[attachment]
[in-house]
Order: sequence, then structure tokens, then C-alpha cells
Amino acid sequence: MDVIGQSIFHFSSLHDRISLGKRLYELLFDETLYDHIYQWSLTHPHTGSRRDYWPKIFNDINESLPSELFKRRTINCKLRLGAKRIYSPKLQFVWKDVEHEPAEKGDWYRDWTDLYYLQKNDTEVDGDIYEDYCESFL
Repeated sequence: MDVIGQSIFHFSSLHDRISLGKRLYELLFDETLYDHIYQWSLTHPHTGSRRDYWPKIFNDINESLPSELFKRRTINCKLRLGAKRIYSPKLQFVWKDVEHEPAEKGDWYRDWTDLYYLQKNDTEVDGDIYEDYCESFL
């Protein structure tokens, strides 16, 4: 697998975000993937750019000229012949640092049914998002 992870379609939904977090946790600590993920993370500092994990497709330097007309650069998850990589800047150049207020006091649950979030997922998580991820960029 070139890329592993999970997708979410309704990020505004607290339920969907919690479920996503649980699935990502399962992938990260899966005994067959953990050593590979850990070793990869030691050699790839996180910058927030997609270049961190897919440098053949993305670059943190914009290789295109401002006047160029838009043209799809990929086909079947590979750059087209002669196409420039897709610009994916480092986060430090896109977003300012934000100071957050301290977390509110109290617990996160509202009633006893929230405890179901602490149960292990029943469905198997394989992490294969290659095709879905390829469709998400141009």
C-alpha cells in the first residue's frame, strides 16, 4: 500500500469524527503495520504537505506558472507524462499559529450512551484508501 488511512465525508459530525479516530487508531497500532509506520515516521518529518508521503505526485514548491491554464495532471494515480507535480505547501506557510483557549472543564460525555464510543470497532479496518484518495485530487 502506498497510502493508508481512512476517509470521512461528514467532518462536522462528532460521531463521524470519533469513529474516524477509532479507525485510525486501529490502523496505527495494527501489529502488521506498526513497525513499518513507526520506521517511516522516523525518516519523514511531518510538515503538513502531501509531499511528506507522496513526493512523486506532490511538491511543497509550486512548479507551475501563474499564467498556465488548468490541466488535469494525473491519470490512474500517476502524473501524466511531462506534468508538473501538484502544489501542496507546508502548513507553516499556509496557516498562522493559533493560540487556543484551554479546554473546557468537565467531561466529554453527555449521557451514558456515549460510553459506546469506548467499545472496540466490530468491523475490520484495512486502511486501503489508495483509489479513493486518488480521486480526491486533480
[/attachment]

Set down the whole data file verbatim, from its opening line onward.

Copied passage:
[in-house]
Order: sequence, then structure tokens, then C-alpha cells
Amino acid sequence: MDVIGQSIFHFSSLHDRISLGKRLYELLFDETLYDHIYQWSLTHPHTGSRRDYWPKIFNDINESLPSELFKRRTINCKLRLGAKRIYSPKLQFVWKDVEHEPAEKGDWYRDWTDLYYLQKNDTEVDGDIYEDYCESFL
Repeated sequence: MDVIGQSIFHFSSLHDRISLGKRLYELLFDETLYDHIYQWSLTHPHTGSRRDYWPKIFNDINESLPSELFKRRTINCKLRLGAKRIYSPKLQFVWKDVEHEPAEKGDWYRDWTDLYYLQKNDTEVDGDIYEDYCESFL
């Protein structure tokens, strides 16, 4: 697998975000993937750019000229012949640092049914998002 992870379609939904977090946790600590993920993370500092994990497709330097007309650069998850990589800047150049207020006091649950979030997922998580991820960029 070139890329592993999970997708979410309704990020505004607290339920969907919690479920996503649980699935990502399962992938990260899966005994067959953990050593590979850990070793990869030691050699790839996180910058927030997609270049961190897919440098053949993305670059943190914009290789295109401002006047160029838009043209799809990929086909079947590979750059087209002669196409420039897709610009994916480092986060430090896109977003300012934000100071957050301290977390509110109290617990996160509202009633006893929230405890179901602490149960292990029943469905198997394989992490294969290659095709879905390829469709998400141009």
C-alpha cells in the first residue's frame, strides 16, 4: 500500500469524527503495520504537505506558472507524462499559529450512551484508501 488511512465525508459530525479516530487508531497500532509506520515516521518529518508521503505526485514548491491554464495532471494515480507535480505547501506557510483557549472543564460525555464510543470497532479496518484518495485530487 502506498497510502493508508481512512476517509470521512461528514467532518462536522462528532460521531463521524470519533469513529474516524477509532479507525485510525486501529490502523496505527495494527501489529502488521506498526513497525513499518513507526520506521517511516522516523525518516519523514511531518510538515503538513502531501509531499511528506507522496513526493512523486506532490511538491511543497509550486512548479507551475501563474499564467498556465488548468490541466488535469494525473491519470490512474500517476502524473501524466511531462506534468508538473501538484502544489501542496507546508502548513507553516499556509496557516498562522493559533493560540487556543484551554479546554473546557468537565467531561466529554453527555449521557451514558456515549460510553459506546469506548467499545472496540466490530468491523475490520484495512486502511486501503489508495483509489479513493486518488480521486480526491486533480